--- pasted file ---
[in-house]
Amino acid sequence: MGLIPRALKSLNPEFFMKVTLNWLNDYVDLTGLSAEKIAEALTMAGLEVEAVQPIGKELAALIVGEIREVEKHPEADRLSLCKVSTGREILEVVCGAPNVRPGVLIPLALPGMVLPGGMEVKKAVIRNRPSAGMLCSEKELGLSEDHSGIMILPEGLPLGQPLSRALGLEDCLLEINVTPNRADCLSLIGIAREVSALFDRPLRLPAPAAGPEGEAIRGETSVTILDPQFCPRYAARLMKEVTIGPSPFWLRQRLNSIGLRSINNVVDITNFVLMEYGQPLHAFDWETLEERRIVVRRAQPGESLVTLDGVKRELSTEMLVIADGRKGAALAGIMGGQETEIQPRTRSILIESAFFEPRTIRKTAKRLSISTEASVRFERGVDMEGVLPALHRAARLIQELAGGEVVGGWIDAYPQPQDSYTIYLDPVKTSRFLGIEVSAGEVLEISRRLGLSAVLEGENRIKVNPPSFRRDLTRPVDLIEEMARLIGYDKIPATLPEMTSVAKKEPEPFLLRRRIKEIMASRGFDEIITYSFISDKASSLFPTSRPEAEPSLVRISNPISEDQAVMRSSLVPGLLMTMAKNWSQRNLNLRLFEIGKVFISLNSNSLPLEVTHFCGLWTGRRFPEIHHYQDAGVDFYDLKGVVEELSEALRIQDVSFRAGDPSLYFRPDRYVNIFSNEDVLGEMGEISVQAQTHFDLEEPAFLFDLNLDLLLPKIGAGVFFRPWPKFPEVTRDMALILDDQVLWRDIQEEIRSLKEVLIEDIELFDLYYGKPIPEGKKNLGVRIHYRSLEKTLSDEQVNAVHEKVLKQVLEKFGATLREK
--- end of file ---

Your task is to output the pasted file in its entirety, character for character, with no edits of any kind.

[in-house]
Amino acid sequence: MGLIPRALKSLNPEFFMKVTLNWLNDYVDLTGLSAEKIAEALTMAGLEVEAVQPIGKELAALIVGEIREVEKHPEADRLSLCKVSTGREILEVVCGAPNVRPGVLIPLALPGMVLPGGMEVKKAVIRNRPSAGMLCSEKELGLSEDHSGIMILPEGLPLGQPLSRALGLEDCLLEINVTPNRADCLSLIGIAREVSALFDRPLRLPAPAAGPEGEAIRGETSVTILDPQFCPRYAARLMKEVTIGPSPFWLRQRLNSIGLRSINNVVDITNFVLMEYGQPLHAFDWETLEERRIVVRRAQPGESLVTLDGVKRELSTEMLVIADGRKGAALAGIMGGQETEIQPRTRSILIESAFFEPRTIRKTAKRLSISTEASVRFERGVDMEGVLPALHRAARLIQELAGGEVVGGWIDAYPQPQDSYTIYLDPVKTSRFLGIEVSAGEVLEISRRLGLSAVLEGENRIKVNPPSFRRDLTRPVDLIEEMARLIGYDKIPATLPEMTSVAKKEPEPFLLRRRIKEIMASRGFDEIITYSFISDKASSLFPTSRPEAEPSLVRISNPISEDQAVMRSSLVPGLLMTMAKNWSQRNLNLRLFEIGKVFISLNSNSLPLEVTHFCGLWTGRRFPEIHHYQDAGVDFYDLKGVVEELSEALRIQDVSFRAGDPSLYFRPDRYVNIFSNEDVLGEMGEISVQAQTHFDLEEPAFLFDLNLDLLLPKIGAGVFFRPWPKFPEVTRDMALILDDQVLWRDIQEEIRSLKEVLIEDIELFDLYYGKPIPEGKKNLGVRIHYRSLEKTLSDEQVNAVHEKVLKQVLEKFGATLREK